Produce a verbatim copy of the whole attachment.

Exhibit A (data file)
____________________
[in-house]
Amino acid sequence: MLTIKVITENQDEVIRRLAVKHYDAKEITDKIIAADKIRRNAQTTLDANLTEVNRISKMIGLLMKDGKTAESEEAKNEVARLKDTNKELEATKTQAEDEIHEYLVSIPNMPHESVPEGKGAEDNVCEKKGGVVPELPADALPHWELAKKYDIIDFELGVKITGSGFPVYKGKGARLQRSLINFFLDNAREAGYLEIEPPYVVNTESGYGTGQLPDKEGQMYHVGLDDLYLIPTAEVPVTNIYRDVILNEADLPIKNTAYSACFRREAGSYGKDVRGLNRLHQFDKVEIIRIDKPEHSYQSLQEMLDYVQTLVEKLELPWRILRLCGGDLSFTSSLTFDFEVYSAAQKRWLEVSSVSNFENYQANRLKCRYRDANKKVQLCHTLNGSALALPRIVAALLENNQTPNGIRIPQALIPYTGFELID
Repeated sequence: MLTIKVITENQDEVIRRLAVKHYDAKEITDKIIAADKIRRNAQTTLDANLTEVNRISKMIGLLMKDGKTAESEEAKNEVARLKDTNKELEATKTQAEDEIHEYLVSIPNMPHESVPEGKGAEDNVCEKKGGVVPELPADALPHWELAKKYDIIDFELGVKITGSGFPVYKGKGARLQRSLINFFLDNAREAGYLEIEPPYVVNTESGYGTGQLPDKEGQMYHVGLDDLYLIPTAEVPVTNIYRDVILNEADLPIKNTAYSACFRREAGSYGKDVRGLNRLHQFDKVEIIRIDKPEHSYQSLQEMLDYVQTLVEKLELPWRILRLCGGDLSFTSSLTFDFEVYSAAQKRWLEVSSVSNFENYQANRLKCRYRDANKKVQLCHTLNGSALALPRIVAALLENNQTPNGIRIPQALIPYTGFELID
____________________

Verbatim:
[in-house]
Amino acid sequence: MLTIKVITENQDEVIRRLAVKHYDAKEITDKIIAADKIRRNAQTTLDANLTEVNRISKMIGLLMKDGKTAESEEAKNEVARLKDTNKELEATKTQAEDEIHEYLVSIPNMPHESVPEGKGAEDNVCEKKGGVVPELPADALPHWELAKKYDIIDFELGVKITGSGFPVYKGKGARLQRSLINFFLDNAREAGYLEIEPPYVVNTESGYGTGQLPDKEGQMYHVGLDDLYLIPTAEVPVTNIYRDVILNEADLPIKNTAYSACFRREAGSYGKDVRGLNRLHQFDKVEIIRIDKPEHSYQSLQEMLDYVQTLVEKLELPWRILRLCGGDLSFTSSLTFDFEVYSAAQKRWLEVSSVSNFENYQANRLKCRYRDANKKVQLCHTLNGSALALPRIVAALLENNQTPNGIRIPQALIPYTGFELID
Repeated sequence: MLTIKVITENQDEVIRRLAVKHYDAKEITDKIIAADKIRRNAQTTLDANLTEVNRISKMIGLLMKDGKTAESEEAKNEVARLKDTNKELEATKTQAEDEIHEYLVSIPNMPHESVPEGKGAEDNVCEKKGGVVPELPADALPHWELAKKYDIIDFELGVKITGSGFPVYKGKGARLQRSLINFFLDNAREAGYLEIEPPYVVNTESGYGTGQLPDKEGQMYHVGLDDLYLIPTAEVPVTNIYRDVILNEADLPIKNTAYSACFRREAGSYGKDVRGLNRLHQFDKVEIIRIDKPEHSYQSLQEMLDYVQTLVEKLELPWRILRLCGGDLSFTSSLTFDFEVYSAAQKRWLEVSSVSNFENYQANRLKCRYRDANKKVQLCHTLNGSALALPRIVAALLENNQTPNGIRIPQALIPYTGFELID